Styrene butadiene latexes of particular utility in accordance with the present invention are formed by emulsion polymerizing the monomers identified in the following Table 1 in accordance with the general procedure described in the above-noted U.S. Pat. No. 6,184,287 (application Ser. No. 09/237,512, filed Jan. 26, 1999):

TABLE 1
Components of Styrene Butadiene Polymers, wt. %
Example NaAMPS Styrene Butadiene HEA1 Acrylo2 Results
1 2.5 77.5 15 3
2 2.5 67.5 15 3 10
3 5.5 67.2 26 1.3
1Hydroxyethyl acrylate
2Acrylonitrile

The amount of styrene butadiene latex that should be incorporated into a gypsum slurry in accordance with the present invention can vary widely, and essentially any amount can be used. From a practical standpoint, the amount of latex should be enough so that a noticeable decrease in density of product gypsum wallboard can be achieved without sacrificing strength but not so much that the product wallboard product becomes economically unattractive. In general, this means that the amount of latex added should be enough so that the styrene butadiene polymer is present in the product composition is about 0.1 to 10 wt. %, based on the weight of calcium sulfate hemihydrate in the composition. More typically, the amount of styrene butadiene polymer in the composition is 0.25 to 5 wt. %, and especially 0.5 to 1.5 wt. %, based on the weight of calcium sulfate hemihydrate in the composition.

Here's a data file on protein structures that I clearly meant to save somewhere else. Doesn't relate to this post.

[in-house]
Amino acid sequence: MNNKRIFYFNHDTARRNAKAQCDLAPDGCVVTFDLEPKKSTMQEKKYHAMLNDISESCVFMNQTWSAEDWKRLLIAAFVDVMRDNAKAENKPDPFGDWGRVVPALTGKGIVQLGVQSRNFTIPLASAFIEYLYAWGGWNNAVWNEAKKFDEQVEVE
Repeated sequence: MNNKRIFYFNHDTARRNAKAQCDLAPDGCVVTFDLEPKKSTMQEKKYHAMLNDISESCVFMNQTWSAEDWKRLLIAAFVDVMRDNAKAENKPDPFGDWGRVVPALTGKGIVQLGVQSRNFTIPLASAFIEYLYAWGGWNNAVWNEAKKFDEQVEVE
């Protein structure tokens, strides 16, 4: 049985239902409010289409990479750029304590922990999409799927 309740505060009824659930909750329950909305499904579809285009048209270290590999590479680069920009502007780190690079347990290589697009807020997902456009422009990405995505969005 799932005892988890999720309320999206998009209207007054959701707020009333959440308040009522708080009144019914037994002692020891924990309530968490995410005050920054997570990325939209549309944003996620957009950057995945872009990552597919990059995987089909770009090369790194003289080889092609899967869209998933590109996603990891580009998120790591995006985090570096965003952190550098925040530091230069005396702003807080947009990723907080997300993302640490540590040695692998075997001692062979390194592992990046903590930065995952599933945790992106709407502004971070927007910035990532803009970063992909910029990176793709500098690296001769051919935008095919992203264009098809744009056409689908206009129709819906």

Gypsum slurries for manufacture of wallboard typically contain various additional ingredients, as well known to those skilled in the art. Examples of such ingredients are accelerators, starch, retarders, paper pulp and so forth. See the above-noted Burke et al. patent, U.S. Pat. No. 5,879,825, especially Table I. Such components can also be included in the compositions produced in accordance with the present invention.